In 2005, Matt joined MPC to work on The Da Vinci Code and Golden Age. Matt's talents as an artist were quickly recognized and between 2007 and 2009 Matt worked on a number of high profile movies as sequence supervisor / Lookdev lead including Wolfman, The Chronicles of Narnia: Prince Caspian and Watchmen. In 2009, Matt accepted the role of CG Supervisor working on Prince of Persia, followed by Harry Potter & the Deathly Hallows: Part 1 and most recently Ridley Scott's Prometheus.
Matt is currently CG Supervisor on The Lone Ranger.
R. Christopher White
(The Hobbit: An Unexpected Journey, Rise of the Planet of the Apes, Avatar, King Kong)
Chris White originally came to Weta Digital from Industrial Light & Magic. At ILM, he focused on creating innovative effects and tools — including the dynamics software used to create the tornadoes in Twister, as well as creating podracer crashes, exploding asteroids, and battling dinosaurs for the Star Wars prequels and Jurassic Park series.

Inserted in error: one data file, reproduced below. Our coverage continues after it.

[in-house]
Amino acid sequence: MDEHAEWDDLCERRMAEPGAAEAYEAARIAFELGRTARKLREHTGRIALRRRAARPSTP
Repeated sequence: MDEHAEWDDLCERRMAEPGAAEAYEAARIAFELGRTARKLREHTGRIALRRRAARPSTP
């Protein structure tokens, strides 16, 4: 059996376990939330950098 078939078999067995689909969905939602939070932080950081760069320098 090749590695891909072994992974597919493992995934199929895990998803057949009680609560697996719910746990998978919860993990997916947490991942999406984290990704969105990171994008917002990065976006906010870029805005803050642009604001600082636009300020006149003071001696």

Chris joined Weta Digital in 2002. Starting with The Lord of the Rings: The Return of the King, he worked on look development for creatures including Shelob, Oliphants, and the Haradim. He created the complex destruction of the Black Gates for the conclusion of the Lord of the Rings trilogy.
For King Kong, Chris helped develop the CityBot software that helped recreate 1930s New York, procedurally building over 100,000 3D buildings to match the actual 1933 skyline. As well as developing software and techniques for building a digital New York, Chris supervised the VFX for several sequences in the film.